Builders have spent years rolling out one environmentally friendly feature after another, only to see underwhelming interest from consumers. But now they are taking a different approach: They're playing up economics and, increasingly, including green features at no extra cost, according to the Wall Street Journal.
KB Home just unveiled a "ZeroHouse 2.0 " near Washington, D.C., its first home promising a zero energy bill in the mid-Atlantic. KB home began building the ZeroHouse 2.0 concept last year, as previously reported on ProudGreenHome. It joins similar models in markets including Las Vegas and Orlando. Meritage Homes Corp. has dedicated entire communities in Phoenix and Tucson to its greenest homes, while Shea Homes, a large private builder, has made green features standard in 10 communities nationwide since February.
There are signs that this pocketbook push might be paying off: KB Home says that in its Southern California communities with solar as a standard feature, traffic from potential buyers is 30 percent higher than in those where it costs extra. And Shea says sales at all-green homes are significantly topping expectations. "We hear every week from our front lines that having the net-zero product included in the price is making a difference," says Rick Andreen, president of Shea Homes Active Lifestyle Communities.
To be sure, most buyers will always pick their new homes based on location and price and they still don't seem willing to cough up much extra money for the green homes. Meanwhile, some builders aren't overly focused on the eco-friendly movement, saying they'd rather stick with the traditional homes buyers have always wanted.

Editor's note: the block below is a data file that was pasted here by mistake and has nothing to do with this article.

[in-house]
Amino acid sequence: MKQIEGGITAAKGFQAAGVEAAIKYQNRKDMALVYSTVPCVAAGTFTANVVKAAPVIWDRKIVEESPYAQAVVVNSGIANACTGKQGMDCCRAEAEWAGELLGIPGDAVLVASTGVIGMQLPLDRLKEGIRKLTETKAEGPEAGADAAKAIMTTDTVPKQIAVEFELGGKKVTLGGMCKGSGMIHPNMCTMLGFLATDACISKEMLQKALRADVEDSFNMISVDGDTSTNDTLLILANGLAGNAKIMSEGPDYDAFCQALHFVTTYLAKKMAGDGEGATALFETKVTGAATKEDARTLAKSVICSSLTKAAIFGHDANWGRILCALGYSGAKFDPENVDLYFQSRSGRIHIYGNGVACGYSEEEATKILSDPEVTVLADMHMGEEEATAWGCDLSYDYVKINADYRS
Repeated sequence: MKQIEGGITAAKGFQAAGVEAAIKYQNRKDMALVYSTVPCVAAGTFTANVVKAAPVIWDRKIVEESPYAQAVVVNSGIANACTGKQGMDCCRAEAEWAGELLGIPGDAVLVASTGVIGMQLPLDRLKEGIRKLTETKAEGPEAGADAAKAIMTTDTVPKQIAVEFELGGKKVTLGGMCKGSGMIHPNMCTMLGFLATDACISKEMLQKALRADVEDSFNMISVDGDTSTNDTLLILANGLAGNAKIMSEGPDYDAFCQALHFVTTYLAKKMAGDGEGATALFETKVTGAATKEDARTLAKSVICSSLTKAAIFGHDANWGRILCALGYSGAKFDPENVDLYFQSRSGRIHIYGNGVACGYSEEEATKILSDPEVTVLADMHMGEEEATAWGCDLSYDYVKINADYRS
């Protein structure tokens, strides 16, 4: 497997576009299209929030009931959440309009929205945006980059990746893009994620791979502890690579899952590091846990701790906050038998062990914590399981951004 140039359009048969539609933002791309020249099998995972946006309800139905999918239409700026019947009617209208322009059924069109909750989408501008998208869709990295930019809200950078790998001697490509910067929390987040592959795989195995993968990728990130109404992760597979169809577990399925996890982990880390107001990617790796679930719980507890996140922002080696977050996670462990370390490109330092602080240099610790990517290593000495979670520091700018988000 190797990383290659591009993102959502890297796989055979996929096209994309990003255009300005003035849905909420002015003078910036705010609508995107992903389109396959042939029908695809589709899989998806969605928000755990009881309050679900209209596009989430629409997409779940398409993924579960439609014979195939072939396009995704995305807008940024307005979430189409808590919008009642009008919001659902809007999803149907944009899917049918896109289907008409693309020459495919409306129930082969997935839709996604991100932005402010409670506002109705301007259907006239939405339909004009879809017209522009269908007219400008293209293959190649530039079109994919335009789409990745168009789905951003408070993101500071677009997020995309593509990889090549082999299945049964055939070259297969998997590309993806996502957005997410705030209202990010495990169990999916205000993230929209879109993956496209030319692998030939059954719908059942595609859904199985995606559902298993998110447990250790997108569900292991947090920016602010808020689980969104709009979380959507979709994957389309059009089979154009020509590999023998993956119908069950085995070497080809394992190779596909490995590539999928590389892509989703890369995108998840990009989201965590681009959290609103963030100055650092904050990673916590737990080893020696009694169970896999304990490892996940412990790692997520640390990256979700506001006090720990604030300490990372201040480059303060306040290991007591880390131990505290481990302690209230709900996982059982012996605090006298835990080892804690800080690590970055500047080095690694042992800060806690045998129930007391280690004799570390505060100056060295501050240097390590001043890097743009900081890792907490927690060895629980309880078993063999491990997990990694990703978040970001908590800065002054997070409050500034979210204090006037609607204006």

Still, green sales are increasing. In 2011, these homes made up 17 percent of residential starts by value, up from 9 percent in 2010, according to the latest McGraw-Hill survey of members of the National Association of Home Builders trade group. That figure is expected to hit between 22 percent and 25 percent in 2013.
In many cases, customers are enticed by the promise of lower power bills: "Look at energy volatility over the last decade. Our customers value the predictability of their future expenses. That's more meaningful to them than a granite countertop," Mr. Andreen said.
Read more about building a green home.